(3) “Surrealism is an honest, beautiful resilient tonic fermented into a delicately volatile mixture of liberty, sensuous play, psychic automatism, chance, humor and a biting critique of corrupt power in all its manifestations, from bourgeois miserablism to fascism.”

Jesse Gentes, quote from “Impossible Emancipation” (2009), cited in Patricide: Issue One: Documentary Surrealism , purchased and read at Cornerhouse, Manchester, 9th May 2010. 

Patricide posits continued presence of surrealism as grass roots, non-institutional praxis. Issue Two will be on “seaside surrealism.”

I made some notes for a possible contribution, but they lacked the sense of project I remembered from Paul Nash’s writings on the subject (first published in the 1938 issue of Architectural Review).   PROJECT: read widely in surrealist literature, but without concept of unconscious. 

 (4)”Reading is a favorite activity, and I often ponder its phenomenology. As I write this essay, the reading I do for it is a mitigated pleasure. Sometimes it feels like a literal ingestion, a bulimic gobbling up of words as thought they were fast food. At other times I read and take notes in a desultory, halting, profoundly unsatisfying way. And my eyes hurt.” 

Moyra Davey, Long Life Cool White: Photographs and Essays by Moyra Davey, (Yale University Press, 2008), 85. At home, evening, Whitechapel, London 12 April 2010. 

Photo: Moyra Davey


Davey talks of the flanerie of reading – a concept which captures the entwining intention between reading as WORK and as indulgence, and what circumstances determine the readers self-positioning on this spectrum of value.

For Davey herself the (w)readerly result is an associative, diaristic, unfolding essaying, and a photograph practice where a formal materiality of reading (and other activities – see image below) acquires its own (irr-)resonant psychology. 

Photo: Moyra Davey


SAMUEL BECKETT ON HOLIDAY: Walking into the Cornerhouse bookshop on 9th May 2010 I immediately noticed the photo of Samuel Beckett. It’s from Beckett: Photographs by François-Marie Baniera , including several, like those here,  of SB on holiday in Tangiers. I liked how this liberated Beckett’s texts from the moody black and white images that often appear on his books. 

In the context of “reading as publishing” I also liked how this photo appeared to published the emotion of my own experience of reading Beckett, finding a certain reassuring joy in the certain ontological ground (or non-ontological non-ground ground) that Beckett seemed to write. 

The photo also loosens up the relationship between Beckett’s life and work, suggesting a possibly more paradoxical and tangential relationship than the black and white icons which attempt to map Beckett’s physical image onto his writings and vice versa, like some primitive neo-Victorian science of physiognomy.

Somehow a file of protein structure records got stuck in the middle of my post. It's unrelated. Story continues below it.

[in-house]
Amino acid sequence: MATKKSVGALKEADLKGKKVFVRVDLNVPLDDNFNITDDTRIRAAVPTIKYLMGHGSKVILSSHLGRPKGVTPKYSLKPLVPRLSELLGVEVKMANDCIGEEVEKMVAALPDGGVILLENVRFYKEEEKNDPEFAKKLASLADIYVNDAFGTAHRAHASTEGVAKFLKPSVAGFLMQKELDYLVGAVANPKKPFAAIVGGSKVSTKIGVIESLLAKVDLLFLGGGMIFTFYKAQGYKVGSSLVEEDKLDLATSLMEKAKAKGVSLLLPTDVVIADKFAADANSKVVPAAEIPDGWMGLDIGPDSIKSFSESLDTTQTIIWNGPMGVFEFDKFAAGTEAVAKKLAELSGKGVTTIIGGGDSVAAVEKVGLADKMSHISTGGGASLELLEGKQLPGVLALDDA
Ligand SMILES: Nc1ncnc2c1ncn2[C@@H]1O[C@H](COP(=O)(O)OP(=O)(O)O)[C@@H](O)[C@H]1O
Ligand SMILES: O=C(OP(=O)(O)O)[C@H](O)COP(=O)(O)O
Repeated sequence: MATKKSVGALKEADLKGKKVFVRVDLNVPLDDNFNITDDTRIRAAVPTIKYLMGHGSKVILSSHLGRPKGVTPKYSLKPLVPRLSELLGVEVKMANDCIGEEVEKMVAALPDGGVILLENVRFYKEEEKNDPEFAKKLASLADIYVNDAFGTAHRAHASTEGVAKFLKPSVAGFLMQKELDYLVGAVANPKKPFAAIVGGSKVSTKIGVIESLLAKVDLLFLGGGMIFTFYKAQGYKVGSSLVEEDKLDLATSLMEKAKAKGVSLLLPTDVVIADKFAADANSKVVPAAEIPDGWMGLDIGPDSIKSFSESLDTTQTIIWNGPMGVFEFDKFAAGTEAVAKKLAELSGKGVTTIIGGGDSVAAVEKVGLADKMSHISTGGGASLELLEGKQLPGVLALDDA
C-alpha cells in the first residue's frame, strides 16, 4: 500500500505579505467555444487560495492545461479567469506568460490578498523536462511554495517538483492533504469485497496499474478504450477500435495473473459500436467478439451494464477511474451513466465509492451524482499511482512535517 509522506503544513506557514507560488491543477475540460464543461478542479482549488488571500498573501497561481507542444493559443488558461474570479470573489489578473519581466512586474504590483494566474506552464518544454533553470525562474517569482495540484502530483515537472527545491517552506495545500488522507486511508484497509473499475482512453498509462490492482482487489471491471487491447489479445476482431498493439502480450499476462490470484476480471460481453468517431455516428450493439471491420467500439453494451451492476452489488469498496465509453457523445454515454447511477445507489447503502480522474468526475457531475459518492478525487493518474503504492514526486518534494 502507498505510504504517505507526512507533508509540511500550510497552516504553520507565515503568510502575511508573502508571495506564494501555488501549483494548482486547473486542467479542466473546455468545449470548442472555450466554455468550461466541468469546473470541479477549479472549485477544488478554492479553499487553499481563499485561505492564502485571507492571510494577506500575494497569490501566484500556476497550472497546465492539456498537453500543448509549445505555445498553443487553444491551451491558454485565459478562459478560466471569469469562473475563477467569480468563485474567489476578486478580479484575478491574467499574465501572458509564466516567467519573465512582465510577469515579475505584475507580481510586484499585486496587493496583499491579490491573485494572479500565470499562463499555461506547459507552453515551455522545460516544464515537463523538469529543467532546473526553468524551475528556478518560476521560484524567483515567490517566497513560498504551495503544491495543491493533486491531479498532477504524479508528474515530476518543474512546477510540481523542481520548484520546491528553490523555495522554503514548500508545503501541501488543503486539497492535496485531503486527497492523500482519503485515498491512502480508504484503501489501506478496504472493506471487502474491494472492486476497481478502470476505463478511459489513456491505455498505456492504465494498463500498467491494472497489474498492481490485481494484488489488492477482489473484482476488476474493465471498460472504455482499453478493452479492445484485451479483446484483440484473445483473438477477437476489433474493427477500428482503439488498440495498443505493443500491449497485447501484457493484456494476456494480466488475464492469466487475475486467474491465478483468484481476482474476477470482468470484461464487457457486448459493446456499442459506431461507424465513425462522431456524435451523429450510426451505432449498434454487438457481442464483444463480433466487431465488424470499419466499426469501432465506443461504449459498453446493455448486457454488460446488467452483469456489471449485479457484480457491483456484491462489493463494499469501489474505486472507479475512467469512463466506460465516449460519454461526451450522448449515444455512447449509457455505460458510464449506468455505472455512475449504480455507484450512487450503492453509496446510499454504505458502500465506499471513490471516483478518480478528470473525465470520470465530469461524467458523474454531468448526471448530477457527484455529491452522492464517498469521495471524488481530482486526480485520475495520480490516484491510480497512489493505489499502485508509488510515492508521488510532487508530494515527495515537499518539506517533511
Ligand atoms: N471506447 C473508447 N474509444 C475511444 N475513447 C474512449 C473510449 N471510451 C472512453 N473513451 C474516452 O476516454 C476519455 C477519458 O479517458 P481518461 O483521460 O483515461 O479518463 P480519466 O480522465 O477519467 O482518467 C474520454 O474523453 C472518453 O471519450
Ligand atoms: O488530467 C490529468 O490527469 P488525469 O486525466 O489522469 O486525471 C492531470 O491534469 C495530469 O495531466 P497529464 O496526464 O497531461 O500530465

Thinking of the materiality of a book and its reading, that’s what I don’t want “reading as publishing” to be.


In Uncategorized on April 20, 2010 at 7:13 am

On May 1st I will be presenting a reading as part of PREAMBLES AND PERAMBULATIONS, an exhibition at the Dickens House Museum curated by Island Projects. More about the event can be seen here

 On 13th April 2010, thinking about what I will read, I went to the Dickens Museum at 48 Doughty Street in Bloomsbury. On the top floor there was a small display dedicated to Dicken’s own practice of reading aloud. I noted Dickens specially built reading table that accompanied him on tour, particularly the small box placed on top and on which the hand holding the book would rest. 

 I wrote: This suggests that book reading is like a cumbersome prosthetic, how the act of reading in public is a complex act requiring a cumbersome architecture of body appendages and extensions. Rather than standing at the reading table, one crawls inside it to get more familiar with one’s own texts. 

I also examined a display case of the reading copies, from which Dickens read. These were subject to various methods of annotation, including pencil underlining and the highlighting of sections of text in red and blue. Inparticular I noted that Dickens sometimes crossed out paragraphs in the printed text, and replaced them with a handwritten alternative. I thought these might be slight rearrangements of grammar, possibly to bring out rhythms more striking for reading aloud. 

In the printed text of MR. CHOPS THE DWARF Dickens had crossed out a text which read:

There was the canvas representin the picter [sic] of a child of a British Planter, siezed by the two boa constricters…

and replaced it with the following: 

Then there was the canvas representing the fat lady from Norfolk, in a plaid frock and sash…

Whilst there may be some obvious reason for this shift apparent to Dickens scholars, I appropriated the shift between paragraphs as evidencing the demands of reading aloud, shifting from private absorption to public performance, and the transformations of matter, style, and story that necessitates. 

Coming downstairs into the library, I noticed in one corner a reproduction of Dickens reading table (the original upstairs had been in a glass case, which suggested a Dickens still reading, muffled, behind glass). But it lacked the small square – covered in the same dark red velvet – that Dickens rested hand and book upon (see image above). My response to the reading table had focussed upon that red square block. I wondered where it was, if the reproduction had ever included such a thing. 

I note some reasons for this fascination: its nature as building block, minimalist cube (fringed with a dark red tassle), mobility, wrist podium, something to be found hanging from every book like furry dice from a car window.

It is the block that fits the reading stand into the scale of Dicken’s body, giving form to a void space between human and object, reader and book, but such form is temporary/provisional/”blocked”. Hopefully, the block can levitate on its own if carrying around the reading stand proves difficult. 

In fact, I noted, the reconstruction [of the reading stand] is noticeable for its lack of animating props, its denial of the prosthetic nature of reading aloud. No ivory paper knife that functioned as a prop, never to cut paper; no jug of water; no cloth or towel.